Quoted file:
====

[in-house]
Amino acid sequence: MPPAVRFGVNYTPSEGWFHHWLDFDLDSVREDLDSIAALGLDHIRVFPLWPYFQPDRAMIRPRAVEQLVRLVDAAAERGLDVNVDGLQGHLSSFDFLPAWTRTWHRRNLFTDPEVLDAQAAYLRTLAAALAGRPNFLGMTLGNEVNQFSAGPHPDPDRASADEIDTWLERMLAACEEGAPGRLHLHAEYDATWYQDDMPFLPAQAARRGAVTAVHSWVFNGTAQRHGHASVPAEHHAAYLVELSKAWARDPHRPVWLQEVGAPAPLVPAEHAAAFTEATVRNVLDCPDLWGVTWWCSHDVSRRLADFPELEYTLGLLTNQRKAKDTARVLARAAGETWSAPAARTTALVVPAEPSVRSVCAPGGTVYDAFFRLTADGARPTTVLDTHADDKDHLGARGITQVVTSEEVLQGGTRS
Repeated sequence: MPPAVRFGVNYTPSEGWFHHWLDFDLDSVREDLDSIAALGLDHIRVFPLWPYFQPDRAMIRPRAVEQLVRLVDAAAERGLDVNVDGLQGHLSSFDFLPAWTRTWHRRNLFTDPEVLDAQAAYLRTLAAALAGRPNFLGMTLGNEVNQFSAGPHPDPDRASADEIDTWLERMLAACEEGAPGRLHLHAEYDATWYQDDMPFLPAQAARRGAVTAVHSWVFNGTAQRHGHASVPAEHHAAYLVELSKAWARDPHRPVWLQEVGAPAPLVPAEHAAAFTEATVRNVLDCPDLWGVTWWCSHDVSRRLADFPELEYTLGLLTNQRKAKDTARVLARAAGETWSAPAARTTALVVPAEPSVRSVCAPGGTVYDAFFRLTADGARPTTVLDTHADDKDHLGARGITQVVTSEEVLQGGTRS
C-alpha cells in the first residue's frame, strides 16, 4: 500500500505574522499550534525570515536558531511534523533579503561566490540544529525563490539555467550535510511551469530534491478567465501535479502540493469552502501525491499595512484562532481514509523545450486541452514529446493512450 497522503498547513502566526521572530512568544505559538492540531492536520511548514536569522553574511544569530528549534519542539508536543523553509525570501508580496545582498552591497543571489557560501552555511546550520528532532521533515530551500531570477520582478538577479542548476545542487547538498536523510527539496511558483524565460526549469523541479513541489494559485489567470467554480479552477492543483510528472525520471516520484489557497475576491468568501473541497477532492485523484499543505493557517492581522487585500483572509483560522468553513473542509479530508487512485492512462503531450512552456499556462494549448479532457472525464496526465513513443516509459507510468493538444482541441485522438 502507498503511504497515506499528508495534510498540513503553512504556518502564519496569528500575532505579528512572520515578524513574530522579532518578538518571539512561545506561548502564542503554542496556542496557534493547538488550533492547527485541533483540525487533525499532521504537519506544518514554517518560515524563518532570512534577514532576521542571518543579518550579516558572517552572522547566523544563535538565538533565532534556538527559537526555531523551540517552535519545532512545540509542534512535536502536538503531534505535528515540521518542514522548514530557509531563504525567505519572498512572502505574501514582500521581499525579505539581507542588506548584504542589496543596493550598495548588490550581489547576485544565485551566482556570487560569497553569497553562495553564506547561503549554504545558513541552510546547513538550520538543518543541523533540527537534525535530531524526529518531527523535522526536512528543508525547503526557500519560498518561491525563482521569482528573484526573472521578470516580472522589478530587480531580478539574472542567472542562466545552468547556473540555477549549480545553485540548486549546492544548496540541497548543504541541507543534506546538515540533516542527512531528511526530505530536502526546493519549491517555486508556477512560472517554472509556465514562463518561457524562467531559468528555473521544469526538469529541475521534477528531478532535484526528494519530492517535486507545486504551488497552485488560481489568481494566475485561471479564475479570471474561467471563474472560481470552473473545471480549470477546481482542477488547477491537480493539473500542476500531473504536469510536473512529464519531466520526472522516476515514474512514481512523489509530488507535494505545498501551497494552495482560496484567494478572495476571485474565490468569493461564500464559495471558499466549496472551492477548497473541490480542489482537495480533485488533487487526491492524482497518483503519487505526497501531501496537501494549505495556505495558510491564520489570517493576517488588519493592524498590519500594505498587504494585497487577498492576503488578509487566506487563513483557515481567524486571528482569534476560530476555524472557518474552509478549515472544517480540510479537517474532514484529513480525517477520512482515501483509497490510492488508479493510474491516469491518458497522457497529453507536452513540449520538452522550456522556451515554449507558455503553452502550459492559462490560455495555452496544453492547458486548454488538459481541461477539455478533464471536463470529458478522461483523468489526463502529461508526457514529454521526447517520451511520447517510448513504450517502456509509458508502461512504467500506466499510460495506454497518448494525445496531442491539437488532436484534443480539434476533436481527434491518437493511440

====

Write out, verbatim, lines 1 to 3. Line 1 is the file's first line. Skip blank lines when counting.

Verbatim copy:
[in-house]
Amino acid sequence: MPPAVRFGVNYTPSEGWFHHWLDFDLDSVREDLDSIAALGLDHIRVFPLWPYFQPDRAMIRPRAVEQLVRLVDAAAERGLDVNVDGLQGHLSSFDFLPAWTRTWHRRNLFTDPEVLDAQAAYLRTLAAALAGRPNFLGMTLGNEVNQFSAGPHPDPDRASADEIDTWLERMLAACEEGAPGRLHLHAEYDATWYQDDMPFLPAQAARRGAVTAVHSWVFNGTAQRHGHASVPAEHHAAYLVELSKAWARDPHRPVWLQEVGAPAPLVPAEHAAAFTEATVRNVLDCPDLWGVTWWCSHDVSRRLADFPELEYTLGLLTNQRKAKDTARVLARAAGETWSAPAARTTALVVPAEPSVRSVCAPGGTVYDAFFRLTADGARPTTVLDTHADDKDHLGARGITQVVTSEEVLQGGTRS
Repeated sequence: MPPAVRFGVNYTPSEGWFHHWLDFDLDSVREDLDSIAALGLDHIRVFPLWPYFQPDRAMIRPRAVEQLVRLVDAAAERGLDVNVDGLQGHLSSFDFLPAWTRTWHRRNLFTDPEVLDAQAAYLRTLAAALAGRPNFLGMTLGNEVNQFSAGPHPDPDRASADEIDTWLERMLAACEEGAPGRLHLHAEYDATWYQDDMPFLPAQAARRGAVTAVHSWVFNGTAQRHGHASVPAEHHAAYLVELSKAWARDPHRPVWLQEVGAPAPLVPAEHAAAFTEATVRNVLDCPDLWGVTWWCSHDVSRRLADFPELEYTLGLLTNQRKAKDTARVLARAAGETWSAPAARTTALVVPAEPSVRSVCAPGGTVYDAFFRLTADGARPTTVLDTHADDKDHLGARGITQVVTSEEVLQGGTRS